Tena koutou e hoa ma
Ko Jan Rivers toku ingoa
We held a conference at St Andrews on the Terrace on Aug 1 and 2. The topic was democracy, ethics and the public good. But the Public Good is really much more of an idea than an organisation.
In my experience people don’t give up their weekends to speak at or participate in a public meeting unless they feel strongly about something
Why did people want to come?
- They were worried for the future
- They were worried about infringements of democracy such as secret Trade Agreements and the frequent use of urgency in Parliament and the undemocratic nature of the spying legislation.
- There was worry about levels of inequality and an associated intolerance of the disadvantaged.
- There was anger at treatment of non-governmental organisations
- There was concern that advocacy and activism are being denigrated as a valid part of society and deep sadness about changes in this country
- There was a worry that many feel silenced and scared to speak out
- But above all people wanted to know how our democracy could be improved
There was a worry that the real issues of our country are not being covered by politicians or the media.
If you want to judge whether we are being told about the real issues by our government and the media listen carefully to these examples. These are some important issues – not whether a photograph of Judith Collins looks more or less appealing when she is upside down. These are not dirty politics but they are what has come to be politics as usual in New Zealand. The real issue is that they are all of great public interest and they are not part of our national conversation. And I don’t think it’s good enough.
The government is investigating and trialling Social Impact Bonds. Social impact bonds allow private investors to invest in social programmes and to reap the benefits when the government reduces its social costs. This is a very worrying development. It is a rather neat and bloodless way of ensuring that the rules of the market overwhelm our social infrastructure and services. It appears to be very profitable:
The NSW government has just reported profits to investors on its first Social Impact Bond. This programme is working to put children in foster care back with their families. You can read all about it on the business pages of the Sydney Morning Herald. The chief executive of NGS Super, which invested in the bond, said he was “delighted” with the return of 7.5 per cent.
This approach to social welfare provision would not be out of place in a Dickens novel. Do we want our social services to be run in this way?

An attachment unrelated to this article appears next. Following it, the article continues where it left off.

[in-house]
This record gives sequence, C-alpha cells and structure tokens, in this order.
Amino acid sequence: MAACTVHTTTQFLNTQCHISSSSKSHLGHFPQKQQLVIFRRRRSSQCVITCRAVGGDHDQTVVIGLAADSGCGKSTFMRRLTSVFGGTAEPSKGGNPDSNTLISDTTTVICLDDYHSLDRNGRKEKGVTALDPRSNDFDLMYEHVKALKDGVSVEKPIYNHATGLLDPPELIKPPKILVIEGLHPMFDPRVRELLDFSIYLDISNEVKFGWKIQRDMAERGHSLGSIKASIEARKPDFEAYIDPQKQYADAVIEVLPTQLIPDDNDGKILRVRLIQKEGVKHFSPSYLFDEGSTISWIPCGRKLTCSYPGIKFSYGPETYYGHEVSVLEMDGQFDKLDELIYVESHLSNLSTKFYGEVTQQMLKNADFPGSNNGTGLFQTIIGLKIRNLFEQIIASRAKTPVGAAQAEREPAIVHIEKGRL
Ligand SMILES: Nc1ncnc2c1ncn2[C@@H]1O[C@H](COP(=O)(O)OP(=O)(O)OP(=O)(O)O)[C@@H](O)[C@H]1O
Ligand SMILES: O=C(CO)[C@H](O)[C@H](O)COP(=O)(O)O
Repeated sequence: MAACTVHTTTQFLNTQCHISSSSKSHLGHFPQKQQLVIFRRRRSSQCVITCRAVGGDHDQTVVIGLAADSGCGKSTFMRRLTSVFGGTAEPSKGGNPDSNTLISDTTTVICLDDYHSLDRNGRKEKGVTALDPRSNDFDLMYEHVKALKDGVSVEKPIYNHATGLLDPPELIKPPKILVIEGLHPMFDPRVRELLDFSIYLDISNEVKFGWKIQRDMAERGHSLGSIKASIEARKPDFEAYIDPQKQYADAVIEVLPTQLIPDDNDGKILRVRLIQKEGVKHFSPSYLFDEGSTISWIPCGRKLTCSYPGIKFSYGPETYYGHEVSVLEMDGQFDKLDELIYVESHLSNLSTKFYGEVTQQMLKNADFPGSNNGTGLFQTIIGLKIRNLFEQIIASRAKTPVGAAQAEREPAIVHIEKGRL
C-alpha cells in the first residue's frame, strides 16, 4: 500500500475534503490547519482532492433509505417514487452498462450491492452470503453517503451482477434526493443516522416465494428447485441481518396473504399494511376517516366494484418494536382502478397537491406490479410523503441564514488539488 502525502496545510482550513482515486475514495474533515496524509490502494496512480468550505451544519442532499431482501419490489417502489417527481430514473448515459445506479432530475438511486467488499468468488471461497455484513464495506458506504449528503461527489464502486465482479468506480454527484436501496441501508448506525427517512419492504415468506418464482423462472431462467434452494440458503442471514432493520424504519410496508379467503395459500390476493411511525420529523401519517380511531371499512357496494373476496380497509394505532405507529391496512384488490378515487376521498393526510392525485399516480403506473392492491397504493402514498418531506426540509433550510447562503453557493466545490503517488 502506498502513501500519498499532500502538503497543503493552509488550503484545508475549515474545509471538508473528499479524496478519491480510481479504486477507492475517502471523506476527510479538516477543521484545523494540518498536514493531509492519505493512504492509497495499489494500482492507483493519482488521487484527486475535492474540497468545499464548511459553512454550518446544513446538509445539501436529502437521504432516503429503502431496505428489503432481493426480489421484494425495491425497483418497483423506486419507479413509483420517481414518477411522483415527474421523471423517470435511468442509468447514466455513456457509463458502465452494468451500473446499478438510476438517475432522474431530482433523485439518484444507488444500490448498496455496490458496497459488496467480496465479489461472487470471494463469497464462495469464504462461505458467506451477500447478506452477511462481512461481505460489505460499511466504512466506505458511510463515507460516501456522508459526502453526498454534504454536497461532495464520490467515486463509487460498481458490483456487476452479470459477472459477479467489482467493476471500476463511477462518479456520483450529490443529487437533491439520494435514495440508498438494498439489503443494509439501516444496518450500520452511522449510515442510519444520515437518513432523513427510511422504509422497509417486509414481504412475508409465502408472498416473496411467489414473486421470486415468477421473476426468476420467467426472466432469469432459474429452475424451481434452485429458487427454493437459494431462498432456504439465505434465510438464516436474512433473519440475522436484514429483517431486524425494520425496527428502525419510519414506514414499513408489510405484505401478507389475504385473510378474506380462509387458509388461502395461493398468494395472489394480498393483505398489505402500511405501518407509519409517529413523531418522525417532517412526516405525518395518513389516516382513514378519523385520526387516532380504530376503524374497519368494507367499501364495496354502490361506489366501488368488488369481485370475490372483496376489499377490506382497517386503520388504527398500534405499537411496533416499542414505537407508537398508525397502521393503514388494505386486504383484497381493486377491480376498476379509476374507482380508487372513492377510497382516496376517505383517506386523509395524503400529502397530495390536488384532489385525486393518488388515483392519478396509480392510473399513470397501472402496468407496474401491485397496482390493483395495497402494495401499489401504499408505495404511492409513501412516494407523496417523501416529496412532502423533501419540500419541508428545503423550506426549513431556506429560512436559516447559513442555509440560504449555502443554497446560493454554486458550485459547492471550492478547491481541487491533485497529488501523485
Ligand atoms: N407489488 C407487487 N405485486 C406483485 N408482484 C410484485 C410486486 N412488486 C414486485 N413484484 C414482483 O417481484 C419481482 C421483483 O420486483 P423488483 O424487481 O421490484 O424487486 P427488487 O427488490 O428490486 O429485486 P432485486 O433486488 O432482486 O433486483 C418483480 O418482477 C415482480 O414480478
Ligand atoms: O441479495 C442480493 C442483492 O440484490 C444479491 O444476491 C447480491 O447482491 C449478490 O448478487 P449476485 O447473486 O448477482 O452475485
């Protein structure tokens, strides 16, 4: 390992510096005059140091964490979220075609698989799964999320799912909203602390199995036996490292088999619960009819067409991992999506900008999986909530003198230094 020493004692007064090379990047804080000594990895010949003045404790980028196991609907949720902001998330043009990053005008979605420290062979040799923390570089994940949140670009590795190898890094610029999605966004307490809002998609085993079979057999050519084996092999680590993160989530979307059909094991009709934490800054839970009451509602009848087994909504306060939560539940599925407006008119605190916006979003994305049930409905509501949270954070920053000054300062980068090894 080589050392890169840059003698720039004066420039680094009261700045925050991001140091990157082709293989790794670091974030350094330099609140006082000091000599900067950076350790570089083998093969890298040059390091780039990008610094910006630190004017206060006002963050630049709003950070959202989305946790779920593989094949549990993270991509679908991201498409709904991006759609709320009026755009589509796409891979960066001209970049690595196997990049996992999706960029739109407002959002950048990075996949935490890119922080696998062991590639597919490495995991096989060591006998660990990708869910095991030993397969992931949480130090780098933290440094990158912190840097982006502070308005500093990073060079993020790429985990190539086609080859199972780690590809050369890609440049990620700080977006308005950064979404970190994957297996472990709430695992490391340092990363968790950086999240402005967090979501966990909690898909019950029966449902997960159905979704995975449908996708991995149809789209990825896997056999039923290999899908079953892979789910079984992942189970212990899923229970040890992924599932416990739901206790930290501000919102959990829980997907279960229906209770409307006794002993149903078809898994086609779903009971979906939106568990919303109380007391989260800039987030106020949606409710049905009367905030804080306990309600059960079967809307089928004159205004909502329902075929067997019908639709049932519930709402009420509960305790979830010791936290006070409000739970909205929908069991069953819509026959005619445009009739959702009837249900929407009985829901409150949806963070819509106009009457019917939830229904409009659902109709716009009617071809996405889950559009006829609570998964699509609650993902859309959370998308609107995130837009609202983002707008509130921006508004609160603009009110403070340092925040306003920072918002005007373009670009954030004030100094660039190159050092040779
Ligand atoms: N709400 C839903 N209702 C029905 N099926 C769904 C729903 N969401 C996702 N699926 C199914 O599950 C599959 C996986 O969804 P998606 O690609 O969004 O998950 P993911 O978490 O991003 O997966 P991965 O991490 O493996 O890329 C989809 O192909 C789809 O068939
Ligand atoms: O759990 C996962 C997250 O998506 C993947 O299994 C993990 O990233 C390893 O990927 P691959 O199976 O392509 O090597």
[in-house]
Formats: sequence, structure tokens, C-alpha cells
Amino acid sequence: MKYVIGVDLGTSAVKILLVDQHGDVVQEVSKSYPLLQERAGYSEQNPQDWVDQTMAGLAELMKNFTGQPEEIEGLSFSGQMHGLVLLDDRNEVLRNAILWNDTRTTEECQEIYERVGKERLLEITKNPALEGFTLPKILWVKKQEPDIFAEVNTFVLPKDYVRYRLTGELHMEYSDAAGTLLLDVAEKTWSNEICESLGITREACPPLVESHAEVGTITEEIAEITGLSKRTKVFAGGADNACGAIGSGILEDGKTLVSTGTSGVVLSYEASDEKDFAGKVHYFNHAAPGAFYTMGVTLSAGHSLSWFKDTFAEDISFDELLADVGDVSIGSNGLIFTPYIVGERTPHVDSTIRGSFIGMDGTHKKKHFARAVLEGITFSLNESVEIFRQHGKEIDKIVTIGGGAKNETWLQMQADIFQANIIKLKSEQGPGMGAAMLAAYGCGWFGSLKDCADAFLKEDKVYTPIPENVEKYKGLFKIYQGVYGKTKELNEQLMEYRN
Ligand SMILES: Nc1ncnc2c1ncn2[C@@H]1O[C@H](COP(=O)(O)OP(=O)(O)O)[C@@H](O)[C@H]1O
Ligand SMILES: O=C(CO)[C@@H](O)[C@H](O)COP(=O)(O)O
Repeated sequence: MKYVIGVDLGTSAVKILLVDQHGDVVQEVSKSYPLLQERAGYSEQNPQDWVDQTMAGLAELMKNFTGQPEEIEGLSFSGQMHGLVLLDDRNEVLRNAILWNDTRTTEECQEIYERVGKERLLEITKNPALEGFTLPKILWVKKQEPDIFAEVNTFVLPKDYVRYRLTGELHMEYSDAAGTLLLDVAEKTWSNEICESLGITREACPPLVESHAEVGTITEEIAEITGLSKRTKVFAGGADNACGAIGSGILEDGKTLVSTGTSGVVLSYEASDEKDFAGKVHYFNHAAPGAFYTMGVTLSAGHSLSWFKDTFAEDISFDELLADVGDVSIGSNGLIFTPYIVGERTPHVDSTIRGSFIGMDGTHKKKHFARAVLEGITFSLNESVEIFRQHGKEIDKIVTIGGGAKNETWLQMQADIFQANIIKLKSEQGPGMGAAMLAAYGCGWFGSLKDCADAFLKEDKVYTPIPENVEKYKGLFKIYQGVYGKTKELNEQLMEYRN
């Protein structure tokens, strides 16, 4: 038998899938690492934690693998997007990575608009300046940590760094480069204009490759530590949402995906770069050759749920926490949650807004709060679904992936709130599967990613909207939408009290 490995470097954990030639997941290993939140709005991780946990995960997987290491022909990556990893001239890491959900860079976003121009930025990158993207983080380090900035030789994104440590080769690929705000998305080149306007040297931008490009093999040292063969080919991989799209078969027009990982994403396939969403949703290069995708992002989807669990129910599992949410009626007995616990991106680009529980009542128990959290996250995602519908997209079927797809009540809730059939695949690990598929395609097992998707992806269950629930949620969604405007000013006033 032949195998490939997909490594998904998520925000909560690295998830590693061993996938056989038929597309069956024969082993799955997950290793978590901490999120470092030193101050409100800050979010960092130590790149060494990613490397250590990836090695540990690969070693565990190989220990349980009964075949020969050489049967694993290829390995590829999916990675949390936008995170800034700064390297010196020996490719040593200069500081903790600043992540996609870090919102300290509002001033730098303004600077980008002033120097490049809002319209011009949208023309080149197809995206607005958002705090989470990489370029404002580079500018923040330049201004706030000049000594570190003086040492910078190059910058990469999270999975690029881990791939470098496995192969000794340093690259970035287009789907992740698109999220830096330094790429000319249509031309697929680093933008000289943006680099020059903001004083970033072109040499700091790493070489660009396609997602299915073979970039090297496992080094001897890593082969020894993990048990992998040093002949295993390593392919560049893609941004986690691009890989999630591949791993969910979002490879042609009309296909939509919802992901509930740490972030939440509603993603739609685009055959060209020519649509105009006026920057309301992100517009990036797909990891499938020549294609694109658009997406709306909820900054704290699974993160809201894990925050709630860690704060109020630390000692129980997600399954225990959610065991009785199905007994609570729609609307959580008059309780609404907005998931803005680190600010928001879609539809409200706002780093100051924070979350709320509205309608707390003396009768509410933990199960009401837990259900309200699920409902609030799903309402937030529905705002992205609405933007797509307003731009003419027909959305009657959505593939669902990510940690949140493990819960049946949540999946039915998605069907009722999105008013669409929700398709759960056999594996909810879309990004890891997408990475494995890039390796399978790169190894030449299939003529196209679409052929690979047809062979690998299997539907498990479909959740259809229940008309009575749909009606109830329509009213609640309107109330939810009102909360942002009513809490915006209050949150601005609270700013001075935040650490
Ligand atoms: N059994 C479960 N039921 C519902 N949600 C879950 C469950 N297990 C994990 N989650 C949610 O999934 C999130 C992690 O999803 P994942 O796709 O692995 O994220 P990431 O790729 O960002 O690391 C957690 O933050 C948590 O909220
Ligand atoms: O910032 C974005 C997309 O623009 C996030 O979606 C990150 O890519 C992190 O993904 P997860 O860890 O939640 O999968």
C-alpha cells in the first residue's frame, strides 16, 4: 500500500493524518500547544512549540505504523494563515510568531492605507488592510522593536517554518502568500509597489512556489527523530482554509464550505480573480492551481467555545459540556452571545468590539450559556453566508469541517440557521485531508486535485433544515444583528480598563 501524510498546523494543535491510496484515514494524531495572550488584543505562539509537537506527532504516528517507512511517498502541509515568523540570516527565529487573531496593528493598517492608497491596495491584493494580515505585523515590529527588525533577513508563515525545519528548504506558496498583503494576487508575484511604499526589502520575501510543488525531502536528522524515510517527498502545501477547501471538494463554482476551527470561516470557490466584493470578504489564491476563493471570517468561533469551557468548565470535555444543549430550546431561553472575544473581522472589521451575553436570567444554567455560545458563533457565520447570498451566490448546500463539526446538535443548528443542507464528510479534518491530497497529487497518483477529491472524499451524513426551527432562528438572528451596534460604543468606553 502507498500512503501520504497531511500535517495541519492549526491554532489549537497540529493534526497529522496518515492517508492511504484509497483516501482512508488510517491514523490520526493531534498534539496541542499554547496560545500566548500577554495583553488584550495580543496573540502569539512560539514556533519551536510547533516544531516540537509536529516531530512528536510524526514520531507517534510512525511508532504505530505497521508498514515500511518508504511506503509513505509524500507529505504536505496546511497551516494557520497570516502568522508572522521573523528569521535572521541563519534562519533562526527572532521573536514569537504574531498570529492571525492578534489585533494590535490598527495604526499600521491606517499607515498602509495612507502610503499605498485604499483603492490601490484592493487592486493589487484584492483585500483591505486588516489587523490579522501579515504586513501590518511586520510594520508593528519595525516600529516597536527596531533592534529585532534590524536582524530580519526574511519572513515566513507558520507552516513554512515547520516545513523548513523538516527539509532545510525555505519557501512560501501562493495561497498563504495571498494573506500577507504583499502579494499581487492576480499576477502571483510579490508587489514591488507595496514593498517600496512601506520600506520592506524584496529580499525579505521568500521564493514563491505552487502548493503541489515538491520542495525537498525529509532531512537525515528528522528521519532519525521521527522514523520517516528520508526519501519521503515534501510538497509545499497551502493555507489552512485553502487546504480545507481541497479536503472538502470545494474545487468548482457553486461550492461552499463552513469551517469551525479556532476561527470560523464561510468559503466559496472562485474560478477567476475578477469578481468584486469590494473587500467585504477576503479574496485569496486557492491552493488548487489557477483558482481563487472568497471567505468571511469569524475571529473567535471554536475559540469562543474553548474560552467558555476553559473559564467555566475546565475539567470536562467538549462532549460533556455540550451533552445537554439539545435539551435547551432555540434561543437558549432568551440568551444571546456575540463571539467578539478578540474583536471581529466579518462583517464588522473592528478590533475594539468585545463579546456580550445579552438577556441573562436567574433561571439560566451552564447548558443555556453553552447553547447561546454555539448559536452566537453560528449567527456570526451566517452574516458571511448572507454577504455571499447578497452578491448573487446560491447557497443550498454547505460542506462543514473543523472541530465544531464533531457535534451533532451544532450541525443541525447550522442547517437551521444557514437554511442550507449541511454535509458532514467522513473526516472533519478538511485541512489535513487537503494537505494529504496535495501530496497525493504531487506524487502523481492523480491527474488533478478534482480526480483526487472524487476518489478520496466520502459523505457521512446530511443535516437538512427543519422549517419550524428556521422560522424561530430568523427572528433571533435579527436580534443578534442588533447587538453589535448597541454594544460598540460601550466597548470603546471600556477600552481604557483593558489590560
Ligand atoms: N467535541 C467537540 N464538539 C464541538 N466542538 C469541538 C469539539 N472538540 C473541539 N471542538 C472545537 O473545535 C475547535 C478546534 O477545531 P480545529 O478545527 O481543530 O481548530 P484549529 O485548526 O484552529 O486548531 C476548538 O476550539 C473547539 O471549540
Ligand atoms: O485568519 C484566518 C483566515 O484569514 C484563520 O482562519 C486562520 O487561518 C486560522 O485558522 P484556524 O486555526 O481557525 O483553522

Our government has applied to sign up to the international ‘Open Government Partnership. They have done it in secret. If you talk to them they say the timing wasn’t good. But they sat on their hands for two years. The government’s plan will fail to be endorsed because there was no open consultation, damaging New Zealand’s international reputation for integrity and transparency.
It’s taken until two weeks before the election until one journalist, Bruce Bisset, wrote in the Herald about the real state of our economy. Treasury have been reporting this for over a year. This is what he said.
- Truth is, the economic recovery is itself a myth.
- Take away the Christchurch rebuild and growth is nominally zero.
- Add back the ostracised poor who no longer qualify for benefits and unemployment is static. Remove the $13 plus billion per year extra government debt and in reality we’re still in recession.
Our level of government spending is far lower as a percentage of GDP than the UK. It’s running at about 30% whereas in the UK it’s about 6% higher. The UK has a rigorous austerity regime in place.
Not only that, it has been falling at the same rate as the UK over the last six years.
Finance Minister Bill English wants to reduce our government spending to levels below those of many developing countries to 26% of GDP. We have already been overtaken on some estimates by South Africa and Kenya will overtake NZ soon. Many much poorer countries across the world have sharply rising government spending in recent years
We are signing up to trade agreements like the Trade in Services Agreement and the World Trade Organisation Government Procurement Agreement that would ensure that any future New Zealand government can privatise any public services but not buy them back. If charter schools fail we could not bring them back into the public system. A future government could be taken to an international court if it tried to bring public services back into public ownership. Legitimate democratic choices are becoming illegal.
Finally the foundation documents for Better Public Services, for all the good it may have done, is predicated on offering services for privatisation. When is that ever mentioned?
But I’d like to finish on a positive note.
We have written up all the ideas developed at our conference and there seem to be three themes. I can provide you with the draft wording.
We want to partner with others to
- advocate for Citizenship and Democracy Education so that NZ adults and children develop a stronger understanding of the purposes and possibilities of democracy. People need to know about the options for participation both at election times and throughout the election cycle.
- ensure New Zealand has an effective and fair media landscape that is working towards a enabling a well-informed, robust and equitable democracy.
- develop a NZ clearing house for researching, assessing and awareness raising on the good and bad in NZ democracy. To call out anti-democratic activities that take place in government and elsewhere, explaining what has happened, and why it is a problem.
We want to do this in partnership with other organisations. If you are interested to see how this develops there are calling cards and leaflets at the front that link to the public good www.publicgood.org.nz website
Thank you very much.